This story starts out 30 years ago, with two different pairs of guys enjoying a day at the coast.
My wife Sandy and I used to spend our weekends in Lincoln City, Ore., with her sister and brother-in-law enjoying the scenic beaches, while also foraging the shores in hope of fish, clams or crab for our dinner.
One day my brother-in-law Dale and I were on one of these journeys in the Salishan mud flats. We came across two “old guys” way out there. One of them was frantically waving and yelling to us. We trudged our way to them as quickly as we could, given the deep, shin-high mud.
After finally reaching them, we found that one of them had suffered a heart attack. Mind you, this was back before anyone had a cellphone. Dale and I took turns carrying the failing man on our backs toward the highway in hopes of getting him medical assistance. He was somewhat conscious and was able to cling on with his arms around our necks.
Thankfully he was not a large man, but to this very day I remember what a tough journey it was; if he had been any larger, we most certainly wouldn’t have made it out of all of that thick mud.
After what felt like hours, we finally made it back to the road and flagged down a car to call for an ambulance — after which we had to wait.
While waiting for help, we learned that these two longtime friends had both recently lost their wives, and had decided to take a trip together. Without a set schedule, they decided to leave from California and travel at a leisurely pace up the West Coast. After that, they had their sights set on Canada and then moving on to the East Coast, exploring the South and then returning to California.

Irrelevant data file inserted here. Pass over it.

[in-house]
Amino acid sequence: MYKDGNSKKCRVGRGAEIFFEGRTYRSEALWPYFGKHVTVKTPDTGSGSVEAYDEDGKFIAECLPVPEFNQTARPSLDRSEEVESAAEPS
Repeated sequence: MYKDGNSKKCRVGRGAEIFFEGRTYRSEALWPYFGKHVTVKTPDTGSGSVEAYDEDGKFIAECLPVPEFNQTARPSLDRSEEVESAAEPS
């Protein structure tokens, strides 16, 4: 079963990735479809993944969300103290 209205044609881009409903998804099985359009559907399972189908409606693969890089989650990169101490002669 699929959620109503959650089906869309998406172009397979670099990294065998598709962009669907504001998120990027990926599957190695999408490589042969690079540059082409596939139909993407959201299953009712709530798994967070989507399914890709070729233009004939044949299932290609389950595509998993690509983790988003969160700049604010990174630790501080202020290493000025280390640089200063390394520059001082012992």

The pair had no idea how long their road trip would take, but planned to take their time and fully experience each of their destinations.
My brother-in-law and I returned home with no dinner and a nagging feeling that Lincoln City might have been the end of the road for the two close friends.
About a month later, I was on a fishing trip to Ilwaco, which is about an hour north of Lincoln City and the Salishan mud flats, and decided to stop into Red’s Restaurant for breakfast.
Sure enough, there sat the two old guys. I approached their table and reintroduced myself. They invited me to join them for what was a very interesting breakfast. The heart attack victim had recovered in a local hospital while his friend waited for him. They were sightseeing all the way and were not in any hurry.
I wished them well as they continued on their “guys’ walkabout” trip, as they phrased it. As I walked out, I couldn’t help hoping that they would stick to adventures that didn’t include any traveling into mud flats.
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